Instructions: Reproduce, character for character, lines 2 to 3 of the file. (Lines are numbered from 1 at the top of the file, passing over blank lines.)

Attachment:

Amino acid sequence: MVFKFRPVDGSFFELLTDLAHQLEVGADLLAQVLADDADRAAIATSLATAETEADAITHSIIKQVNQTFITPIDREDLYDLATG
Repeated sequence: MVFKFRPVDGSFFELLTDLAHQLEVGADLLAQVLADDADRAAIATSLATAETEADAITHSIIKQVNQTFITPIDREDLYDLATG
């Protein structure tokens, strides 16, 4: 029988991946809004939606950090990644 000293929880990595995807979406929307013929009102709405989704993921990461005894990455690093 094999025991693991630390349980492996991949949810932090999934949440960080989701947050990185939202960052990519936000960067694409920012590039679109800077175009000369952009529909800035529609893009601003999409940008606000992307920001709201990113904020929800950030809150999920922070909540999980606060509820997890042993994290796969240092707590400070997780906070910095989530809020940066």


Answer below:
Repeated sequence: MVFKFRPVDGSFFELLTDLAHQLEVGADLLAQVLADDADRAAIATSLATAETEADAITHSIIKQVNQTFITPIDREDLYDLATG
């Protein structure tokens, strides 16, 4: 029988991946809004939606950090990644 000293929880990595995807979406929307013929009102709405989704993921990461005894990455690093 094999025991693991630390349980492996991949949810932090999934949440960080989701947050990185939202960052990519936000960067694409920012590039679109800077175009000369952009529909800035529609893009601003999409940008606000992307920001709201990113904020929800950030809150999920922070909540999980606060509820997890042993994290796969240092707590400070997780906070910095989530809020940066």